We need to remember, then, that this is a very large and very important election, actually series of elections. It is (too) easy to think of this as a “presidential election.” Also to be elected are 12 state governors (e.g. premiers), all 435 members of the US House of Representative, 34 (of the 100) US Senators, 1210 state senators (61 percent of the total), 4710 members of state houses of representatives (87 percent of the total), plus countless other local officials. State judges from local to the state supreme courts will be elected on November 8 and thousands of referenda issues will be decided and become law. These elections are as important if not more important than the presidential contest: the host of other officials chosen on November 8 will be a check on the actions of whomever is finally chosen as president, whether that be Hillary Clinton or Donald Trump.
The next big steps in the presidential ring of this highly entertaining and important circus are the debates which begin on Monday evening, September 26. There will be two other debates between Hillary Clinton and Donald Trump and one between Senator Tim Kaine of Virginia and Governor Mike Pence of Indiana, the respective vice presidential candidates. Each debate will last 90 minutes.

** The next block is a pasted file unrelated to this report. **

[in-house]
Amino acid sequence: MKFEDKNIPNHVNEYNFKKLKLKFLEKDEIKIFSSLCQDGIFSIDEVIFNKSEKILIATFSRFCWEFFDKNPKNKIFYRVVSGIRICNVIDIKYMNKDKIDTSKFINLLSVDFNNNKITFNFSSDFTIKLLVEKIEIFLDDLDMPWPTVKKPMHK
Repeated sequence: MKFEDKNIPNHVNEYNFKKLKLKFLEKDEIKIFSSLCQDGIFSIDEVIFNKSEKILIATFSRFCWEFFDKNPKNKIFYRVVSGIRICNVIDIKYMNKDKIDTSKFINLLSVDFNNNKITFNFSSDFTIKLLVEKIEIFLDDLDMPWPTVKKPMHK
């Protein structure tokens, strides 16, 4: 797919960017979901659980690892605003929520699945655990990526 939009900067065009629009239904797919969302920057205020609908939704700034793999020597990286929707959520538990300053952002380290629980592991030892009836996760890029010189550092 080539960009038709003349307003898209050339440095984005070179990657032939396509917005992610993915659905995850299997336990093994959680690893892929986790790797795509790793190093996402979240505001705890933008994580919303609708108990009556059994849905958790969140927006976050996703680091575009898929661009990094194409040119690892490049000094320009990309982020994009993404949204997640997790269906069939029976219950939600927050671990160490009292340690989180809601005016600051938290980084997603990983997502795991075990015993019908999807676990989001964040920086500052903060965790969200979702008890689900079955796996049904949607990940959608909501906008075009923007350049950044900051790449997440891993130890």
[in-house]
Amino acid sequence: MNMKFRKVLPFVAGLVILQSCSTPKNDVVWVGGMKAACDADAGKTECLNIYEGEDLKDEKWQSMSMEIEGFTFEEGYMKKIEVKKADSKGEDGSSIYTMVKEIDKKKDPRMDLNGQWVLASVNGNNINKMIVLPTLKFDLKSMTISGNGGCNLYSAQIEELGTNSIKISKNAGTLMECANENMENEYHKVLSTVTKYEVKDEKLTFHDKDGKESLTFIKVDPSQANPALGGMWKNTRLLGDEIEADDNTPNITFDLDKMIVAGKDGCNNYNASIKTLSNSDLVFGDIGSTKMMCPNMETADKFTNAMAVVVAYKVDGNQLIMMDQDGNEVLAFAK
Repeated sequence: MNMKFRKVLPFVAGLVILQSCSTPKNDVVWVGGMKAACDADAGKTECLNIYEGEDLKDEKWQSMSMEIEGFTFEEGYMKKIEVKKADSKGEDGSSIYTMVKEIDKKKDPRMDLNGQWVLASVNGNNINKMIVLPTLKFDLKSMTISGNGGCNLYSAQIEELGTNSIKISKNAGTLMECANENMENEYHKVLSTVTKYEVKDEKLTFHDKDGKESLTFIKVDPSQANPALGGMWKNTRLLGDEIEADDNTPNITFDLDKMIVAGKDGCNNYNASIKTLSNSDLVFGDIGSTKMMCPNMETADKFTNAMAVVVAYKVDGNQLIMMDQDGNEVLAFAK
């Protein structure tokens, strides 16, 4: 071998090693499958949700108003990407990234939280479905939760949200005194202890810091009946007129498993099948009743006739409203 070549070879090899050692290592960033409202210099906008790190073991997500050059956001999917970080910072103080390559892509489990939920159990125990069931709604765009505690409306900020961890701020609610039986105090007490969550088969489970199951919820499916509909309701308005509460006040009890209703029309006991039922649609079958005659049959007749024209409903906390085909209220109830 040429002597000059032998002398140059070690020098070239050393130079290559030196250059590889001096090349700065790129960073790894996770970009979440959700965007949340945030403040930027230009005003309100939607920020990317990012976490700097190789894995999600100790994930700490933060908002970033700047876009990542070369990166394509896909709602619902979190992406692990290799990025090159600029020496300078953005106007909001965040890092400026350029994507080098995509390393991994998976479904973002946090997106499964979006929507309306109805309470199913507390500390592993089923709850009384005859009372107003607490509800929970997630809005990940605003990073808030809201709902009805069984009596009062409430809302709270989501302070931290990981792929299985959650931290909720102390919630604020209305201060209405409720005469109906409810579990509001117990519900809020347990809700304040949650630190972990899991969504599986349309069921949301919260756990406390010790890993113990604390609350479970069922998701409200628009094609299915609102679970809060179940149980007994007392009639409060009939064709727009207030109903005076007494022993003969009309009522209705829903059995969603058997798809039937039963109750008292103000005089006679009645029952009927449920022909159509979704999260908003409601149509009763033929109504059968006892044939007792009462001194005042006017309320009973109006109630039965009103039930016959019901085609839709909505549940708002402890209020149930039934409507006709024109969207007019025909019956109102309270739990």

The bi-partisan Committee on Presidential Debates is not anxious to include minor party candidates and has set of threshold of 15 percent support in the major public opinion polls to participate in the Presidential Debates. Neither Johnson nor Stein came close to that threshold and they are excluded from participation. The CPD has also announced the schedule and format of these four encounters:
First presidential debate (September 26, 2016, Hofstra University, Hempstead, New York). The debate will be divided into six time segments of approximately 15 minutes each on major topics to be selected by the Lester Holt, the moderator, from NBC News. Those topics are “America’s Direction,” “Achieving Prosperity,” and “Securing America.” Holt will open each segment with a question, after which each candidate will have two minutes to respond. Candidates will then have an opportunity to respond to each other. The moderator will use the balance of the time in the segment for a deeper discussion of the topic.